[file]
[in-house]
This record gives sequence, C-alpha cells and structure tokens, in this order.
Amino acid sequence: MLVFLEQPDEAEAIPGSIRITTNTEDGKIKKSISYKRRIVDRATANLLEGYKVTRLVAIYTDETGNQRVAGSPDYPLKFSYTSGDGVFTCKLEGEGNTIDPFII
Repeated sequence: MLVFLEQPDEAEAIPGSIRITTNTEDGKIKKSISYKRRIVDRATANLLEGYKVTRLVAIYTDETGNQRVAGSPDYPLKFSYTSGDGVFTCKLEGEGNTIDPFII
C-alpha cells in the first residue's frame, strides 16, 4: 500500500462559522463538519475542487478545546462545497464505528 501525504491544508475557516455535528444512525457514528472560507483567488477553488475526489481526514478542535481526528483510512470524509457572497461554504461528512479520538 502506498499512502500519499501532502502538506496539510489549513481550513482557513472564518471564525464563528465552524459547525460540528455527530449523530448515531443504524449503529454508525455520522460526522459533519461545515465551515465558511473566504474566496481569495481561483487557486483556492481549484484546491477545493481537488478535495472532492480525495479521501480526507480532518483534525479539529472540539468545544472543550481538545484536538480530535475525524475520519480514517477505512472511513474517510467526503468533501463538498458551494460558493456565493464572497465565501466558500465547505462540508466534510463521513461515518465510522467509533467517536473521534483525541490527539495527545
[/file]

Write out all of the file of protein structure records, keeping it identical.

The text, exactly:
[in-house]
This record gives sequence, C-alpha cells and structure tokens, in this order.
Amino acid sequence: MLVFLEQPDEAEAIPGSIRITTNTEDGKIKKSISYKRRIVDRATANLLEGYKVTRLVAIYTDETGNQRVAGSPDYPLKFSYTSGDGVFTCKLEGEGNTIDPFII
Repeated sequence: MLVFLEQPDEAEAIPGSIRITTNTEDGKIKKSISYKRRIVDRATANLLEGYKVTRLVAIYTDETGNQRVAGSPDYPLKFSYTSGDGVFTCKLEGEGNTIDPFII
C-alpha cells in the first residue's frame, strides 16, 4: 500500500462559522463538519475542487478545546462545497464505528 501525504491544508475557516455535528444512525457514528472560507483567488477553488475526489481526514478542535481526528483510512470524509457572497461554504461528512479520538 502506498499512502500519499501532502502538506496539510489549513481550513482557513472564518471564525464563528465552524459547525460540528455527530449523530448515531443504524449503529454508525455520522460526522459533519461545515465551515465558511473566504474566496481569495481561483487557486483556492481549484484546491477545493481537488478535495472532492480525495479521501480526507480532518483534525479539529472540539468545544472543550481538545484536538480530535475525524475520519480514517477505512472511513474517510467526503468533501463538498458551494460558493456565493464572497465565501466558500465547505462540508466534510463521513461515518465510522467509533467517536473521534483525541490527539495527545